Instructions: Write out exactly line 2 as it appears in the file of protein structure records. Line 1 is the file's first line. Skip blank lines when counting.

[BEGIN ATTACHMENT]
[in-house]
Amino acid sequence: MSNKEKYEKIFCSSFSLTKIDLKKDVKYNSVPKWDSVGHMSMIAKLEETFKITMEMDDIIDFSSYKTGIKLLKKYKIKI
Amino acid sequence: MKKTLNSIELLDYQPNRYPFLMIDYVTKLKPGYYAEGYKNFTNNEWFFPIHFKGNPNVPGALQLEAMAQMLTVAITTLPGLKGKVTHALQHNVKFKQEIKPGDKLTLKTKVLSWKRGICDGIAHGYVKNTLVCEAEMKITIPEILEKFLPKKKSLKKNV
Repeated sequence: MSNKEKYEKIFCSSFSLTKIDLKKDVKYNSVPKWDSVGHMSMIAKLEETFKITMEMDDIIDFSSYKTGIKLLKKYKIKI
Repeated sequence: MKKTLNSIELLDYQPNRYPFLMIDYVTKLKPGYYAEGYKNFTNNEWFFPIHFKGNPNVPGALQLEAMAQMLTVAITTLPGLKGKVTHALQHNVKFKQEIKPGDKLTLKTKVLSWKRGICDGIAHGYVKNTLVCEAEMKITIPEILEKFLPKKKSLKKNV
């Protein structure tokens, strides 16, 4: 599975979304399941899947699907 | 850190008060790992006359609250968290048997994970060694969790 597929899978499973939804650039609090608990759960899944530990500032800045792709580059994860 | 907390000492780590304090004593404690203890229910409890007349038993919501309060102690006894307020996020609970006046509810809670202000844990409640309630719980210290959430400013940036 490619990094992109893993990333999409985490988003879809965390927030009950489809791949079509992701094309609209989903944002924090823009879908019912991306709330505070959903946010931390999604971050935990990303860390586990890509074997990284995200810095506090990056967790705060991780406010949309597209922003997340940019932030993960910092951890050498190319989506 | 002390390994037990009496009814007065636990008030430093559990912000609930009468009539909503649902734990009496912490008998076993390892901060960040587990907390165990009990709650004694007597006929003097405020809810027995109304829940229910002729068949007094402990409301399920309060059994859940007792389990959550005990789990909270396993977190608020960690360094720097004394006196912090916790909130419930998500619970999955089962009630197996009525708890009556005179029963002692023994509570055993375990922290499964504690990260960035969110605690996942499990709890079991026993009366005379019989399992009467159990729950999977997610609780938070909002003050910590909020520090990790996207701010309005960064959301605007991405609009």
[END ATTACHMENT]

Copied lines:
Amino acid sequence: MSNKEKYEKIFCSSFSLTKIDLKKDVKYNSVPKWDSVGHMSMIAKLEETFKITMEMDDIIDFSSYKTGIKLLKKYKIKI